Study Questions for the Emshwiller, Sterling, and Chiang Stories

For all three stories, we need to consider the fundamental formal aspects of fiction that we have already established as crucial to an early engagement with any story: Setting, Character, and Narration. Therefore, we will begin our discussion of each story today--and everyday--by establishing the story's setting, defining its narrative voice[s], and considering the nature of the story's protagonist and the functions of supporting characters. Below, I suggest a few additional concerns for each of the assigned stories. Of course, we also need to begin quite self-consciously considering whether or not these stories validate the arguments of those writers and critics who argue that a new genre called "Slipstream" or The New Weird" connects the writings of these authors.

"Al" by Carol Emshwiller [1972], initially published in Orbit 10, edited by Damon Knight for Putnam

  1. In keeping with the implicit address of much "slipstream" fiction to intertextuality, to fiction that evokes the situations and settings of prior fictions, but significantly modifies those fictions, "Al" draws on James Hilton's 1933 novel, Lost Horizons, and Frank Capra's 1937 film version of the novel starring Ronald Coleman, Jane Wyatt, and Sam Jaffe. Writing in 1972, Emshwiller can legitimately assume that many of her readers would be familiar with the idea of Shangri-La and the plot of Lost Horizons and would have certain expectations about how the plot of "Al" would unfold. Reviewing this brief plot summary of Lost Horizon might help you to follow Emshwiller's purpose, especially if you are not familiar with Hilton's story or the idea of Shangri-La.
  2. While "Al" is indeed an adventure story and an address to common themes regarding the possibility of achieving a utopian society, it also seems to be a commentary on the social function of art. As you read the story, consider how the narrator and characters sometimes discuss the purpose and function of art. How do these passages direct us to understand how Emshwiller might feel about art's place in culture?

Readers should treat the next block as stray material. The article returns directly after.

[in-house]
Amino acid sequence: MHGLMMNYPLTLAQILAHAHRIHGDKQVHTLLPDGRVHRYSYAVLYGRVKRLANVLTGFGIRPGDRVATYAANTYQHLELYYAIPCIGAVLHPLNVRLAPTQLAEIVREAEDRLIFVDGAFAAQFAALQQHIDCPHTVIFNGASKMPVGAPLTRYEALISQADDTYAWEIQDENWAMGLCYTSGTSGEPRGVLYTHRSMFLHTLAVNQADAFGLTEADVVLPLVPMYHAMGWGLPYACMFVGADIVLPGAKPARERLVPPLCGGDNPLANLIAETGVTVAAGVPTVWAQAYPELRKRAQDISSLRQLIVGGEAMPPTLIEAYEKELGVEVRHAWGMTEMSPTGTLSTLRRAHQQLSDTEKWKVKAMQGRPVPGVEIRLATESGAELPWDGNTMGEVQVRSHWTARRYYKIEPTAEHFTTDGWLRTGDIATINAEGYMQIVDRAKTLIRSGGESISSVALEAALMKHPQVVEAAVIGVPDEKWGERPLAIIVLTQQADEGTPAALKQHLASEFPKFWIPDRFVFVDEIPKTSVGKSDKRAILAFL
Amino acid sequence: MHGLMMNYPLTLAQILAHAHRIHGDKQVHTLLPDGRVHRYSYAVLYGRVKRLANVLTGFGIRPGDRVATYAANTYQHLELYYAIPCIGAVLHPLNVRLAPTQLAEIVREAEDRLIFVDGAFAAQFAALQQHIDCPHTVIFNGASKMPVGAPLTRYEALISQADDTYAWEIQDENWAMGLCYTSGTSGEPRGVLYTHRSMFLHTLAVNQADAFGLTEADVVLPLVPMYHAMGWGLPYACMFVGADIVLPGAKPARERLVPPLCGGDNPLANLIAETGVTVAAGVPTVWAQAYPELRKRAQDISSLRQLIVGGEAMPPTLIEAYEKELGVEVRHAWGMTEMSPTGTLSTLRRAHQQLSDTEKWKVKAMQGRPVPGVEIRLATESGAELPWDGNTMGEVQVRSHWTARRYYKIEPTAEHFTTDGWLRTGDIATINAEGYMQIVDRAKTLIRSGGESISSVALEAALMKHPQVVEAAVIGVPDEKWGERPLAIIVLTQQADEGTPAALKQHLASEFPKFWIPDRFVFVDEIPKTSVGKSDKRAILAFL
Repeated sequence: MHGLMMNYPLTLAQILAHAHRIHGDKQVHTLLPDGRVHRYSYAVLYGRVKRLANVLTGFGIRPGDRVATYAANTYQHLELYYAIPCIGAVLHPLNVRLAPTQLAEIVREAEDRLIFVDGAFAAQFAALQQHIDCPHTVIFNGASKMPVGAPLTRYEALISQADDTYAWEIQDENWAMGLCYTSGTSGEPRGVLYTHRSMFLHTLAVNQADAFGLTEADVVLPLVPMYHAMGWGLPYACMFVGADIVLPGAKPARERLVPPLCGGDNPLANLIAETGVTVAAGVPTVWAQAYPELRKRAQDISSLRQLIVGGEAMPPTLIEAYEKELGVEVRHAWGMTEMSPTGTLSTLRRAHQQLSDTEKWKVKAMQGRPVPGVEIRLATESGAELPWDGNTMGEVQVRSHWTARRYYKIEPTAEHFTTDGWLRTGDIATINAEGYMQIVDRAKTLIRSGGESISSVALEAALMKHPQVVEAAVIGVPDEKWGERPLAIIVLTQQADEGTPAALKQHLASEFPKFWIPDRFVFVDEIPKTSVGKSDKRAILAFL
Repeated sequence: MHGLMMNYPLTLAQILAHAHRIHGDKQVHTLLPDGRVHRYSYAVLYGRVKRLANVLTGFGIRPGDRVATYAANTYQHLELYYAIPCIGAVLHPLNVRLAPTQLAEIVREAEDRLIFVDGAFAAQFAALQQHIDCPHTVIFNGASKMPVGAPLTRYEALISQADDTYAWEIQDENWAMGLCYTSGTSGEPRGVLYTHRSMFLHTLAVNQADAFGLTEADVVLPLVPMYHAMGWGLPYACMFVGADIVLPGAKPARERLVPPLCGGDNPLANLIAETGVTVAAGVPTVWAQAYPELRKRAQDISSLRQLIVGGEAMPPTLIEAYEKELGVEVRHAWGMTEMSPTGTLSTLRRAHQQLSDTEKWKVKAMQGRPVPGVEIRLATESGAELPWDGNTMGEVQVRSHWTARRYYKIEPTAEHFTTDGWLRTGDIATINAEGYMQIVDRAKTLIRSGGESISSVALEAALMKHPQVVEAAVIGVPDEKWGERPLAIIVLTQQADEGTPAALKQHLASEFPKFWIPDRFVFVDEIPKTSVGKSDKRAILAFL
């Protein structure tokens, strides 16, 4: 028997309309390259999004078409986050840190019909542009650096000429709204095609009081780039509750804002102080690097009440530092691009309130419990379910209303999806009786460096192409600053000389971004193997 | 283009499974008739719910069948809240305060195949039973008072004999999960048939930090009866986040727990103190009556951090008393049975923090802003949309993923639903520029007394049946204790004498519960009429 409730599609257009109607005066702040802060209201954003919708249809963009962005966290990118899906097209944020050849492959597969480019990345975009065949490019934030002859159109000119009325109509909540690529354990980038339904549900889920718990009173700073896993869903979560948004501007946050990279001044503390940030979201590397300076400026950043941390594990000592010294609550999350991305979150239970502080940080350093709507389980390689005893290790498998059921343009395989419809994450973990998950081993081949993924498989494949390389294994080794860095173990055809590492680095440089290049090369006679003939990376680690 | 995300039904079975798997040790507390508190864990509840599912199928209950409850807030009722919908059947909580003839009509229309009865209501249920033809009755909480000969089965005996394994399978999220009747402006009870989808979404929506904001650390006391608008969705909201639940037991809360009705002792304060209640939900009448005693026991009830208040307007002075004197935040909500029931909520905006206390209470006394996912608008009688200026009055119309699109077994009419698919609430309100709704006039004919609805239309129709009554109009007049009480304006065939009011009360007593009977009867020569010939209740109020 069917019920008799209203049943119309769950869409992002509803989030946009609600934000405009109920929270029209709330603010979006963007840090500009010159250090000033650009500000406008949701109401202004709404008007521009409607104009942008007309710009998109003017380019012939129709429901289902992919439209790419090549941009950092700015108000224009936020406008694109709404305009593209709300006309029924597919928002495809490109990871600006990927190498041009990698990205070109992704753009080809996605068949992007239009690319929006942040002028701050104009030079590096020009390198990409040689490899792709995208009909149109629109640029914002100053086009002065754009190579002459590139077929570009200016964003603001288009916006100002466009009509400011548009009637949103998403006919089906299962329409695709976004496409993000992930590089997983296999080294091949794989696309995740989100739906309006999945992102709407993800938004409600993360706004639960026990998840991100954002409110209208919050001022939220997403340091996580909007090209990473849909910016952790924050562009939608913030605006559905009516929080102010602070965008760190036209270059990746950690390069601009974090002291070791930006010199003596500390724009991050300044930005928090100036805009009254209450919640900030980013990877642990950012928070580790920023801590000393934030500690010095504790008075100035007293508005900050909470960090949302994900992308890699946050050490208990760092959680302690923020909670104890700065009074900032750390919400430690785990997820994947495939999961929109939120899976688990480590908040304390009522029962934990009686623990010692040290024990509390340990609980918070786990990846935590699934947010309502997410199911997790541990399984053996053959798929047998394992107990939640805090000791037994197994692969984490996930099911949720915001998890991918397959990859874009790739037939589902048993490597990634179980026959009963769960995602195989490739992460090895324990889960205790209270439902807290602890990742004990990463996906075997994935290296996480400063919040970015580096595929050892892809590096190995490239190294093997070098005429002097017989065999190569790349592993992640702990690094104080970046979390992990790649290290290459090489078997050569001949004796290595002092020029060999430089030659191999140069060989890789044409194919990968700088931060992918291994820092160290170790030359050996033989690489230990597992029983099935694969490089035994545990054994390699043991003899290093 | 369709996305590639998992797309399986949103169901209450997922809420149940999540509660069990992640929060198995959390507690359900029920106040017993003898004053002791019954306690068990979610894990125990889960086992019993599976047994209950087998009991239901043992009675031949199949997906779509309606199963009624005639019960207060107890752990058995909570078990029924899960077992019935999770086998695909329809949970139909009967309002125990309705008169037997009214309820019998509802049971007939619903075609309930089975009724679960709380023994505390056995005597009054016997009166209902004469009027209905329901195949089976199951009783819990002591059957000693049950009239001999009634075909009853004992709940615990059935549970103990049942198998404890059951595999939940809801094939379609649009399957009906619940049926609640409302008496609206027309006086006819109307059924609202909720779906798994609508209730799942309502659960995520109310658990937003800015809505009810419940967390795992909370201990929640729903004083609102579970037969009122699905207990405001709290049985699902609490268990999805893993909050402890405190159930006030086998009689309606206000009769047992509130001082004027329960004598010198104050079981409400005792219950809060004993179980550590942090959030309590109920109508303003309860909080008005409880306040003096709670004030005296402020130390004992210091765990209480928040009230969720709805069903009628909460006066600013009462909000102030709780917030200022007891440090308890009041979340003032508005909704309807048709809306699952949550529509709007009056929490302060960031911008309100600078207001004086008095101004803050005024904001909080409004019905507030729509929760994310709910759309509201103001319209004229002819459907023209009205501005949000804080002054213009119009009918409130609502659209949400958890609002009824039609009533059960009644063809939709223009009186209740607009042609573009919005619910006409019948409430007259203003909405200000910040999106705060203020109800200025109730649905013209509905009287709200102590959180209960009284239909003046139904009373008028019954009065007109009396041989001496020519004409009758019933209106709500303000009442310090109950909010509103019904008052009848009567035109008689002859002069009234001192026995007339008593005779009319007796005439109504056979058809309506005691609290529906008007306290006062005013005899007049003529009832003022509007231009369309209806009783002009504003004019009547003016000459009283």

3. Do comments like, "I wanted to find out just what role the audience should play" [6] indicate that Emshwiller in her tale of a fantastic journey is commenting on the nature of fiction and of the relation between readers and text?

"The Little Magic Shop" by Bruce Sterling, initially published in October, 1987, in Isaac Asimov's Science Fiction Magazine

  1. What allusions to mainstream fiction and fiction writers appear in this story? As you read, see if you can identify some of the authors referenced by Sterling.
  2. The story, while principally a fantasy, also alludes to a common theme in quite a few SF stories: the desire for immortality. Often, traditional SF develops the theme that immortality is not desireable, is a false hope, or unrealizable dream fraught with peril. Characters who achieve immortality often learn to long for death as they witness the deaths of their loved ones and themselves tire of life without companionship. What lesson does Mr. O'Beronne expect James Abernathy to learn? How does Sterling counter generic SF expectations and overrule the traditional pattern through his depiction of James Abernathy?
  3. As Sterling depicts transformations of the shop over time, how does he implicitly engage in a cultural critique? What values, if any, does he criticize?

"Hell is the Absence of God" by Ted Chiang [2001], initially published in Starlight 3, edited by Patrick Nielson Hayden for Tor Books.

  1. As you read this story, consider Chiang's depiction of the angels and their "visitations." How do Chiang's angels alter our expectations about spiritual belief and values? How do their visitations and the effects of their visitations prepare us for the story's end and the final state of his protagonist, Neil Fisk.
  2. In what ways is Chiang's story a critique of various aspects of commercial culture, thereby conforming to comments made by Sterling, Spinrad, and others about how the marketplace distorts values? [Note his brief reference to property damage and the response of insurance companies on 125.] Are there other references to commerce and value in the story?
  3. Does the story ultimately critique or condemn traditional spiritual beliefs or confirm and support those beliefs?